NETBible KJV GRK-HEB XRef Arts Hymns
  Discovery Box

Jeremiah 31:3

Context

31:3 In a far-off land the Lord will manifest himself to them.

He will say to them, ‘I have loved you with an everlasting love.

That is why I have continued to be faithful to you. 1 

Jeremiah 31:34

Context

31:34 “People will no longer need to teach their neighbors and relatives to know me. 2  For all of them, from the least important to the most important, will know me,” 3  says the Lord. “For 4  I will forgive their sin and will no longer call to mind the wrong they have done.”

1 tn Or “The people of Israel who survived the onslaughts of Egypt and Amalek found favor in the wilderness as they journeyed to find rest. At that time long ago the Lord manifested himself to them. He said, ‘I have…That is why I have drawn you to myself through my unfailing kindness.’” For the basis for each of these translations see the translator’s note. There is debate whether the reference here is to God’s preservation of Israel during their wandering in the Sinai desert or his promise to protect and preserve them on their return through the Arabian desert on the way back from Assyria and Babylon (see e.g., Isa 42:14-16; 43:16-21; Jer 16:14-15; 23:7-8). The only finite verbs in vv. 2-3a before the introduction of the quote are perfects which can denote either a past act or a future act viewed as certain of fulfillment (the prophetic perfect; see GKC 312-13 §106.n and see examples in Jer 11:16; 13:17; 25:14; 28:4). The phrase at the beginning of v. 3 can either refer to temporal (cf. BDB 935 s.v. רָחוֹק 2.b and Isa 22:11) or spatial distance (cf. BDB 935 s.v. רָחוֹק 2.a[2] and Isa 5:29; 59:14). The verb in the final clause in v. 3 can refer to either the continuance of God’s love as in Ps 36:10 (cf. BDB 604 s.v. מָשַׁךְ Qal.5) or drawing someone to him in electing, caring love as in Hos 11:4 (cf. BDB 604 s.v. מָשַׁךְ Qal.1). The translation has opted for the prophetic reference to future deliverance because of the preceding context, the use of מֵרָחוֹק (merakhoq) to refer to the far off land of exile in Jer 30:10; 46:27; 51:50, and the reference to survivors from the sword being called on to remember the Lord in that far off land in 51:50.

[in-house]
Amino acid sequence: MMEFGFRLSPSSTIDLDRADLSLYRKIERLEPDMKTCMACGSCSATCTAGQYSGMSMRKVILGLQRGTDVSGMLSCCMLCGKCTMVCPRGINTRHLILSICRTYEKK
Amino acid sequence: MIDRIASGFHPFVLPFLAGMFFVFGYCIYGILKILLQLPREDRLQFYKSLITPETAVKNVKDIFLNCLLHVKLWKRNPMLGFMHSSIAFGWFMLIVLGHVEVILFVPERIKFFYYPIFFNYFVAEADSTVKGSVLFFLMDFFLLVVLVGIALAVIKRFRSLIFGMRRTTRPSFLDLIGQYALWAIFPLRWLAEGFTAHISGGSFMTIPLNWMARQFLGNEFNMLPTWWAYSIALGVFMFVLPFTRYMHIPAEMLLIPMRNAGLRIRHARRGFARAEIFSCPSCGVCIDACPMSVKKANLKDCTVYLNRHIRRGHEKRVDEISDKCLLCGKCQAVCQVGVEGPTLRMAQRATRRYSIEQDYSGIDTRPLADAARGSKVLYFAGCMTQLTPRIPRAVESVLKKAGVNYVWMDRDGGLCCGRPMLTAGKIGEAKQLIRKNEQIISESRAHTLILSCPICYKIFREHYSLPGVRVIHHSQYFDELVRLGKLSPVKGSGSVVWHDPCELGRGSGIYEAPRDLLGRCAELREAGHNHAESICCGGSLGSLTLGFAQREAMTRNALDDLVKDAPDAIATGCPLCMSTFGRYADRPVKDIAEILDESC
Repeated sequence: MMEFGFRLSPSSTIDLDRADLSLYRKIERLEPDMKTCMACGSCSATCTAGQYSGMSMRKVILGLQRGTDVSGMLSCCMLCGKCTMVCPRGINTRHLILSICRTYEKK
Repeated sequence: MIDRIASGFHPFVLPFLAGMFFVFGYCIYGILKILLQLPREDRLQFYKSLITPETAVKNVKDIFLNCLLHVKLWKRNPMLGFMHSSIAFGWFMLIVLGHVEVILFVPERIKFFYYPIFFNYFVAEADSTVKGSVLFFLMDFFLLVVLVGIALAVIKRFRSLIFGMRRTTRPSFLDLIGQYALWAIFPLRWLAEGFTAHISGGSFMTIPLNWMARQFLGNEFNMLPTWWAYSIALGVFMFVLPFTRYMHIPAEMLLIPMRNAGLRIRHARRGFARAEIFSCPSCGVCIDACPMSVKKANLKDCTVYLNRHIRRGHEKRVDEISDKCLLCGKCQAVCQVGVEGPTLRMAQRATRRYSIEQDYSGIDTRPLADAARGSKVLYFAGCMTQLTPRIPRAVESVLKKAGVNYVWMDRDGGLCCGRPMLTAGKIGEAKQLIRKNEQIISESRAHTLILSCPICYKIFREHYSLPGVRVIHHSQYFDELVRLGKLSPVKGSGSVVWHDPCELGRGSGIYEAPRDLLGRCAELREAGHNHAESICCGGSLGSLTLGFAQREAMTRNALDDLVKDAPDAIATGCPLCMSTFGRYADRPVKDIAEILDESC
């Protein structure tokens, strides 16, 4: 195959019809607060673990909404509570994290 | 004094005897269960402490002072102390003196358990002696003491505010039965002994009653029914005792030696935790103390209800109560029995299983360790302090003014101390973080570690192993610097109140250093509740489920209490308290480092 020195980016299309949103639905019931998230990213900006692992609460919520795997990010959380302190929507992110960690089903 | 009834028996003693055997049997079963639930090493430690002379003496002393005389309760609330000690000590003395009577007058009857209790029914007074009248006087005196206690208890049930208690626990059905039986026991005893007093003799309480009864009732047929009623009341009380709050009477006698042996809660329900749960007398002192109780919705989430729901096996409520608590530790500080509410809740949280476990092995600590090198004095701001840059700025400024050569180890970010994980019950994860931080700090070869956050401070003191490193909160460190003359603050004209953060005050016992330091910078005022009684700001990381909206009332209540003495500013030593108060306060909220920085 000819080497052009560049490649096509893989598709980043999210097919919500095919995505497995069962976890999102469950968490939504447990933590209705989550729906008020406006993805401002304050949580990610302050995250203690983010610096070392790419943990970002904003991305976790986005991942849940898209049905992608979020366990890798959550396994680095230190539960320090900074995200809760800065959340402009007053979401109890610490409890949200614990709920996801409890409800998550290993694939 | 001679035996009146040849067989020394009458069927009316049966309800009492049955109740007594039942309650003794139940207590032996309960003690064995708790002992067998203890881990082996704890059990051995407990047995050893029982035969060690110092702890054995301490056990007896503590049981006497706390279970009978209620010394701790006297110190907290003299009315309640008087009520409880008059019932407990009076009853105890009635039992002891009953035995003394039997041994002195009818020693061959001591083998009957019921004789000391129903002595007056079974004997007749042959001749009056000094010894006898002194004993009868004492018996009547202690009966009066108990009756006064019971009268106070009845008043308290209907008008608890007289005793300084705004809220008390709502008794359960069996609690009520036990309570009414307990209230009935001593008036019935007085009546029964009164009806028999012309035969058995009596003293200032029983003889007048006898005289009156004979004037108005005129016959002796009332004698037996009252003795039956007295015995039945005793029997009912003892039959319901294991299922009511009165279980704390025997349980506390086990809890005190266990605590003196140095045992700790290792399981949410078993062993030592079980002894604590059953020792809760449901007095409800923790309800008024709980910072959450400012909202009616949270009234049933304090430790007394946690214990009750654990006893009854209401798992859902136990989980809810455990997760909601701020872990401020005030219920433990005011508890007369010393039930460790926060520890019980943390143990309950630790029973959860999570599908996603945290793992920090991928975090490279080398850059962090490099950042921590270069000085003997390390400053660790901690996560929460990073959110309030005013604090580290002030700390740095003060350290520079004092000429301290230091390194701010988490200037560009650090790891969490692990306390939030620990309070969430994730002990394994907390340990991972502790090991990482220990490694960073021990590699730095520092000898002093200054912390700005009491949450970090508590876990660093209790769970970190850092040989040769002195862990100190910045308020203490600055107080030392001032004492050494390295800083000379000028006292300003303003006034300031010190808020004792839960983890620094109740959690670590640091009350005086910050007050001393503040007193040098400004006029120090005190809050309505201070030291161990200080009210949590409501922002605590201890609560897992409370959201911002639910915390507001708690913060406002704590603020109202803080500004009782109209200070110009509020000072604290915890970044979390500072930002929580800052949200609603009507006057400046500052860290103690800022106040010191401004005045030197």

2 tn Heb “teach…, saying, ‘Know the Lord.’” The indirect quote has been chosen for stylistic reasons, i.e., to better parallel the following line.

sn As mentioned in the translator’s note on 9:3 (9:2 HT) “knowing” God in covenant contexts like this involves more than just an awareness of who he is (9:23 [9:22 HT]). It involves an acknowledgment of his sovereignty and whole hearted commitment to obedience to him. This is perhaps best seen in the parallelisms in Hos 4:1; 6:6 where “the knowledge of God” is parallel with faithfulness and steadfast love and in the context of Hos 4 refers to obedience to the Lord’s commands.

3 sn This statement should be understood against the background of Jer 8:8-9 where class distinctions were drawn and certain people were considered to have more awareness and responsibility for knowing the law and also Jer 5:1-5 and 9:3-9 where the sinfulness of Israel was seen to be universal across these class distinctions and no trust was to be placed in friends, neighbors, or relatives because all without distinction had cast off God’s yoke (i.e., refused to submit themselves to his authority).

4 tn The Hebrew particle כִּי (ki) that introduces this clause refers to more than just the preceding clause (i.e., that all will know the Lord) but to all of vv. 31-34a (See BDB 474 s.v. כִּי 3.c).



TIP #26: To open links on Discovery Box in a new window, use the right click. [ALL]
created in 0.04 seconds
powered by bible.org